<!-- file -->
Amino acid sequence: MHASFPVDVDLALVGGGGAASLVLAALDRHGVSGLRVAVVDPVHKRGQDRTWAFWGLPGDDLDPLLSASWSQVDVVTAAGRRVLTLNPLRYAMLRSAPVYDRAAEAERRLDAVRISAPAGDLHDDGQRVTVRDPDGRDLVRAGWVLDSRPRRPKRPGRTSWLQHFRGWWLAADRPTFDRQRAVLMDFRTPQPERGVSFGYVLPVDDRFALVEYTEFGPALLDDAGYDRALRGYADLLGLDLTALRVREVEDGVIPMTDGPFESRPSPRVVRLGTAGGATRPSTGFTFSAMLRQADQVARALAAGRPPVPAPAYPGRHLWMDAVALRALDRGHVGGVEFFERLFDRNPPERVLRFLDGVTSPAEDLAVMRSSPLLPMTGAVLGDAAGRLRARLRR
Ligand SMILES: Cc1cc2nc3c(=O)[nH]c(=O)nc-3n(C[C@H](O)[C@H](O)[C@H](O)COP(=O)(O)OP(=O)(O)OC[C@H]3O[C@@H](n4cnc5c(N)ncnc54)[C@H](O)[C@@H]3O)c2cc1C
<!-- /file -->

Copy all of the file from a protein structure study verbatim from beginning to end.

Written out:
Amino acid sequence: MHASFPVDVDLALVGGGGAASLVLAALDRHGVSGLRVAVVDPVHKRGQDRTWAFWGLPGDDLDPLLSASWSQVDVVTAAGRRVLTLNPLRYAMLRSAPVYDRAAEAERRLDAVRISAPAGDLHDDGQRVTVRDPDGRDLVRAGWVLDSRPRRPKRPGRTSWLQHFRGWWLAADRPTFDRQRAVLMDFRTPQPERGVSFGYVLPVDDRFALVEYTEFGPALLDDAGYDRALRGYADLLGLDLTALRVREVEDGVIPMTDGPFESRPSPRVVRLGTAGGATRPSTGFTFSAMLRQADQVARALAAGRPPVPAPAYPGRHLWMDAVALRALDRGHVGGVEFFERLFDRNPPERVLRFLDGVTSPAEDLAVMRSSPLLPMTGAVLGDAAGRLRARLRR
Ligand SMILES: Cc1cc2nc3c(=O)[nH]c(=O)nc-3n(C[C@H](O)[C@H](O)[C@H](O)COP(=O)(O)OP(=O)(O)OC[C@H]3O[C@@H](n4cnc5c(N)ncnc54)[C@H](O)[C@@H]3O)c2cc1C